Home HELEN H. MOORE DAY vs. WALLACE E. CROWLEY & another, trustees, & others.

341 Mass. 666

November 9, 1960 - January 13, 1961

Middlesex County


Page 667

What a judge of probate had in mind as the basis of his disposition of a proceeding, not disclosed therein, could not be supplied, in the determination of an issue of res judicata in a subsequent proceeding also heard by him, by a finding in the subsequent proceeding. [669-670]

The evidence in a proceeding heard by a judge of probate could not be the basis of a finding in a subsequent proceeding also heard by him. [670]

The basis for the disposition of a proceeding heard by a judge, undisclosed therein, cannot be judicially noticed by the same judge when hearing a subsequent proceeding. [670]

Where, in a proceeding in equity by one of several beneficiaries of a trust seeking relief against the trustees, there was a plea based on nonjoinder of the other beneficiaries and also on the alleged ground that the petitioner "had no legal right to bring" the petition, and the plea was sustained and the petition dismissed without disclosure of the basis of such orders, a subsequent proceeding by the same petitioner against the trustees involving the same subject matter, in which the other beneficiaries were joined as parties, was not barred on the ground of resjudicata. [670]

A respondent in a proceeding who pleaded that it was barred on the ground of res judicata by reason of the disposition of a previous proceeding had the burden of showing the basis of such disposition. [670]

PETITION filed in the Probate Court for the county of Middlesex on May 20, 1958.

The case was heard by McMenimen, J.

John O. Rhome, (Kenneth A. Korb with him,) for the petitioner.

Joseph B. Abrams, (Robert T. Abrams & Wallace E. Crowley with him,) for the respondent trustees.

WHITTEMORE, J. The appeal of the petitioner (Day) is from decrees of the probate judge, sitting in equity, which allowed a plea in bar of the respondents Crowley and Martin (the respondents) and dismissed the petition. The petition set out a deed of trust by Ada Langley Briggs to herself and the respondents as trustees for the benefit of Day and others as discretionary beneficiaries. The other beneficiaries were made parties. The petition sought (a) to set aside a writing (hereinafter called release and waiver) in which for consideration of the payment to Day of a legacy of $2,000 under the will of Briggs she agreed not to contest the doings of the respondents as executors under the will or as the surviving trustees under the deed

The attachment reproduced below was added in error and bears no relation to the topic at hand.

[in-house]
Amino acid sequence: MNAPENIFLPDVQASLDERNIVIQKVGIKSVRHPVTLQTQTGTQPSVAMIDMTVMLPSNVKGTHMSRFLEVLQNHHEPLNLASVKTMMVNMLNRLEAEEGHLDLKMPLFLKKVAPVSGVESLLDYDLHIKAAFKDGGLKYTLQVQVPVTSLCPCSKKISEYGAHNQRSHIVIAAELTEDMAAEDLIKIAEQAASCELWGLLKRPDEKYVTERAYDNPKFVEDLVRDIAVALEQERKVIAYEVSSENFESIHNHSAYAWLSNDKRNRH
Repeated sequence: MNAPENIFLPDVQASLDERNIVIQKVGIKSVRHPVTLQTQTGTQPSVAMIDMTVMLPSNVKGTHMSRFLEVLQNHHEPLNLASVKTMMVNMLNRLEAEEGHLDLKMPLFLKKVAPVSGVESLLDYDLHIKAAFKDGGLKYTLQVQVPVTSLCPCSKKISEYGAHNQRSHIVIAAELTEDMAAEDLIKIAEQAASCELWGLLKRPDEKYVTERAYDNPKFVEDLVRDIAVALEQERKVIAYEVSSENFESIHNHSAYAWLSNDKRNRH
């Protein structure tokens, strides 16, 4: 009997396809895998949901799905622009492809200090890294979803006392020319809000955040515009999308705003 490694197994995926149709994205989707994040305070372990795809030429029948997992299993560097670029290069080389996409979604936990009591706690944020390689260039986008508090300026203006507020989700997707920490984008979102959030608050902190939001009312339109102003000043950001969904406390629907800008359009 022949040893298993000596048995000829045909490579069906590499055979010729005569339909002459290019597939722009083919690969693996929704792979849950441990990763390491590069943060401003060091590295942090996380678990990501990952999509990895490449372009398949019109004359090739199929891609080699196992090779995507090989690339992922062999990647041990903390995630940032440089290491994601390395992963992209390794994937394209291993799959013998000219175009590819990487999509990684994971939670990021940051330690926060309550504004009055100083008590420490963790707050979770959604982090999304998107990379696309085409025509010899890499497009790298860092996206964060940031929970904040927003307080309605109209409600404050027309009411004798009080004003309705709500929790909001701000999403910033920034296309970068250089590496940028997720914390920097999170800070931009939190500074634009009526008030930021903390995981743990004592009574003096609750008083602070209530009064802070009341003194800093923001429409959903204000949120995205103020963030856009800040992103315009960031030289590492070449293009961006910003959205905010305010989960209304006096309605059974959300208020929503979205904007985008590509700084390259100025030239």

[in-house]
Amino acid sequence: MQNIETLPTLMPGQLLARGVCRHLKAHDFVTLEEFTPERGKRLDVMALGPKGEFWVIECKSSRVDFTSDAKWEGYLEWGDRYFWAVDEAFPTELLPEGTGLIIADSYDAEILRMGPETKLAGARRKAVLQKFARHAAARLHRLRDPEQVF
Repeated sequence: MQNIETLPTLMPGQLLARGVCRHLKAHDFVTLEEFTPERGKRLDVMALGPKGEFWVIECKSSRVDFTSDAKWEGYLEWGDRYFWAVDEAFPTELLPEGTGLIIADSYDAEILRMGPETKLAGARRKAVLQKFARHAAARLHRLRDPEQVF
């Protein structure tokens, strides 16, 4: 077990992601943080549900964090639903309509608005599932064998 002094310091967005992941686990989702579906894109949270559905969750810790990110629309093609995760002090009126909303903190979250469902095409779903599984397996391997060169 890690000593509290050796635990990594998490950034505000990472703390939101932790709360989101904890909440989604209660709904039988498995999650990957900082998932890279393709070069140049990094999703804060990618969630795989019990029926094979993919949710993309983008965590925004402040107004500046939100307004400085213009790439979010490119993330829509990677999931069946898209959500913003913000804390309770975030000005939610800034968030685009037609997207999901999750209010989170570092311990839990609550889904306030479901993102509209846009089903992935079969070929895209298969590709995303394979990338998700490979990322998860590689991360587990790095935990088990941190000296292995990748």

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of trust, at the express risk of her rights under the will which contained an in terrorem clause, and of her rights under the trust, and of damages in the minimum amount of $2,000; (b) "discovery of all the transactions of said trustees"; (c) that the trustees be ordered to account; and (d) that the accounts be verified and adjudicated. The plea set out that a prior proceeding seeking the same accounting was heard, determined and dismissed.

The evidence showed a prior petition in equity by Day against the respondents as trustees of the trust, with none of the discretionary beneficiaries, other than Day, as parties, setting out the trust, referring to clauses providing that no accounts need be filed and that the trustees' discretion be not questioned, averring that these provisions were against public policy and that the respondents were in a fiduciary relationship to Day, and praying for an accounting and "other and further relief." The trust deed named nine beneficiaries including the petitioner, to and among whom the trustees might make payments in their discretion, and provided that upon the death of the last to die of these beneficiaries the trust fund was to go to the respondents. The evidence also showed that the respondents had filed a plea in abatement to the earlier suit which set out "(a) that the beneficiaries named in the trust instrument annexed to the bill in equity are necessary parties and have not been joined; (b) that Helen H. Moore Day had no legal right to bring this petition and this fact should be determined at the outset without the necessity of plunging the respondent trustees into costly litigation." The plea and a demurrer had been heard together before the probate judge who heard the plea in bar in this case. It was stipulated that both issues raised in the plea in abatement had been heard in full. Thus objections to the plea that its second point ("no legal right to bring this petition") was not in abatement but in bar and was possibly multiple, had been waived. Reilly v. Selectmen of Blackstone, 266 Mass. 503, 507. S. Solomont & Sons Trust, Inc. v. New England Theatres Operating Corp. 326 Mass. 99,